The parties filed and read in evidence a written stipulation as to certain relevant facts and agreed that either party might introduce evidence not inconsistent therewith. The stipulation showed that the parties agreed as to the following facts' The defendant railroad company was engaged in interstate commerce. On its St. Louis division between the towns of Marty and Stubblefield, both in Illinois, its main line had for many years prior to June 1, 1943, consisted of a single track railroad laid on an irregular course. In order to shorten its track between said points, reduce grades and eliminate curves, the defendant on July 25, 1942, undertook a project to double track its line, a distance of 7.65 miles. The project cost $2,560,000.00 and resulted in the shortening of defendant's track almost a mile, in the reduction of curves and grades and in the elimination of seven wooden trestles and three grade crossings.


After the grading and filling was done on the project, the defendant, on June 1, 1943, contracted with J. C. O'Connor & Sons, Inc. to do the track work on the project.

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The contract contained the following provision: 'The Contractor in executing the work herein described shall furnish all superintendence, labor, tools, appliances, plant and materials, except as otherwise herein agreed upon, necessary to construct, build and finish same ready for use in accordance with plans and specifications. It is expressly understood and agreed that the Contractor shall be and remain an original private and independent contractor hereunder, and shall employ, pay from its own funds, and discharge all persons engaged in the performance of the work to be done by the Contractor hereunder, and all such persons shall be and remain the sole employees of the contractor, and subject to its exclusive supervision, direction and control.'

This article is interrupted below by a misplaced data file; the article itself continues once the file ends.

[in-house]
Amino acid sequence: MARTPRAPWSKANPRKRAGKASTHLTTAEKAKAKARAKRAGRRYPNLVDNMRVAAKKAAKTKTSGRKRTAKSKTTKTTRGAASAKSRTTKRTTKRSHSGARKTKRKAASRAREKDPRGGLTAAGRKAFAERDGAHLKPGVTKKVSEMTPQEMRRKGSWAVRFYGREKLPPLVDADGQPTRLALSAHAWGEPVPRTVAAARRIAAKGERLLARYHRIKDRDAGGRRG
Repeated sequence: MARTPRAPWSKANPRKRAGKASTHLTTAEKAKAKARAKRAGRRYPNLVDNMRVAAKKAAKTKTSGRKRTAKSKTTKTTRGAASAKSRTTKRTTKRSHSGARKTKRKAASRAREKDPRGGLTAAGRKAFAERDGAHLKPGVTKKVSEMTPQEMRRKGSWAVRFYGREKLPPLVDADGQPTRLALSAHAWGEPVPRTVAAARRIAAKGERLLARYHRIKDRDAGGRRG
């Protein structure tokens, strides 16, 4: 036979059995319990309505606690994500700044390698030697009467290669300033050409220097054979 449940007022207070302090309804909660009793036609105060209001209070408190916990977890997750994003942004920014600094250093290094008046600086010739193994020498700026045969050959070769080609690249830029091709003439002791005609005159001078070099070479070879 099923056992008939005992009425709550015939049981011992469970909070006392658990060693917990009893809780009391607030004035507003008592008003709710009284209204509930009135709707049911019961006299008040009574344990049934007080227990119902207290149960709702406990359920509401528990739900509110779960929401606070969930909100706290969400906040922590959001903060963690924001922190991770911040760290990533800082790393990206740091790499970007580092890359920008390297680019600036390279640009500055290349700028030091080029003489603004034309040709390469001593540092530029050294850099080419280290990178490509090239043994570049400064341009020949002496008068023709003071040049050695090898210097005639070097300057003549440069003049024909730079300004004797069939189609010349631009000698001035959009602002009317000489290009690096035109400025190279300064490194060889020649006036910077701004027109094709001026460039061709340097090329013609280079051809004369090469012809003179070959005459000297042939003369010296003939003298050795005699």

Miles, the decedent, was employed as a trackman on this job by J. C. O'Connor & Sons about six weeks prior to November 24, 1943, when he was killed; and on that date the contracted construction work was about 90% completed. All of Miles' wages up to the date of his death were paid by the O'Connor company which carried him on its payroll.